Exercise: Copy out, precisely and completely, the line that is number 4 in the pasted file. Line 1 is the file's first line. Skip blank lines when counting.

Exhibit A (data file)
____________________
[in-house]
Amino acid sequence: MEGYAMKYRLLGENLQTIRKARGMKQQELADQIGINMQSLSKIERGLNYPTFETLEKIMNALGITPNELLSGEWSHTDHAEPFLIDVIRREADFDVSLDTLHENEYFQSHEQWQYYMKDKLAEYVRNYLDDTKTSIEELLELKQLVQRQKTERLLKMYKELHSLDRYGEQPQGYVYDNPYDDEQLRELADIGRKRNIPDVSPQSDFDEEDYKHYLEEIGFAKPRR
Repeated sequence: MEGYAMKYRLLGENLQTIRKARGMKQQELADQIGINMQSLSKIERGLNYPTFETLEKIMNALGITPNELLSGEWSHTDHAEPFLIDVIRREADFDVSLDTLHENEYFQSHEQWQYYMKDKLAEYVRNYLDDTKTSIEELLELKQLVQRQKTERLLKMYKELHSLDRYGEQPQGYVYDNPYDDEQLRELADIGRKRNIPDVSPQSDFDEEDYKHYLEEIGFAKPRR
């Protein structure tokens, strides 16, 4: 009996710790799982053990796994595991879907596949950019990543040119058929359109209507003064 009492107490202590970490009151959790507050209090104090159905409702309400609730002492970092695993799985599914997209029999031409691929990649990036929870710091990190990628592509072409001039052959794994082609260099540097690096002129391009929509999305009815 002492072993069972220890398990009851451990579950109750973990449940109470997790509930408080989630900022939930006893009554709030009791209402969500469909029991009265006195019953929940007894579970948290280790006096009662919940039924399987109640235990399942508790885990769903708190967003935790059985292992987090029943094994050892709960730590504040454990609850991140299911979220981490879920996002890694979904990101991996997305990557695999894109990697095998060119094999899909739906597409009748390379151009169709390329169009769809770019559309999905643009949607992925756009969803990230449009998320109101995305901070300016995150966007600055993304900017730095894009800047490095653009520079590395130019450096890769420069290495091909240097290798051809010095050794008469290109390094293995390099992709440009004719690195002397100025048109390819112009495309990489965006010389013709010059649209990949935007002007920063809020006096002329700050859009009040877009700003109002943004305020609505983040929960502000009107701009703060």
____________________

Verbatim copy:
């Protein structure tokens, strides 16, 4: 009996710790799982053990796994595991879907596949950019990543040119058929359109209507003064 009492107490202590970490009151959790507050209090104090159905409702309400609730002492970092695993799985599914997209029999031409691929990649990036929870710091990190990628592509072409001039052959794994082609260099540097690096002129391009929509999305009815 002492072993069972220890398990009851451990579950109750973990449940109470997790509930408080989630900022939930006893009554709030009791209402969500469909029991009265006195019953929940007894579970948290280790006096009662919940039924399987109640235990399942508790885990769903708190967003935790059985292992987090029943094994050892709960730590504040454990609850991140299911979220981490879920996002890694979904990101991996997305990557695999894109990697095998060119094999899909739906597409009748390379151009169709390329169009769809770019559309999905643009949607992925756009969803990230449009998320109101995305901070300016995150966007600055993304900017730095894009800047490095653009520079590395130019450096890769420069290495091909240097290798051809010095050794008469290109390094293995390099992709440009004719690195002397100025048109390819112009495309990489965006010389013709010059649209990949935007002007920063809020006096002329700050859009009040877009700003109002943004305020609505983040929960502000009107701009703060």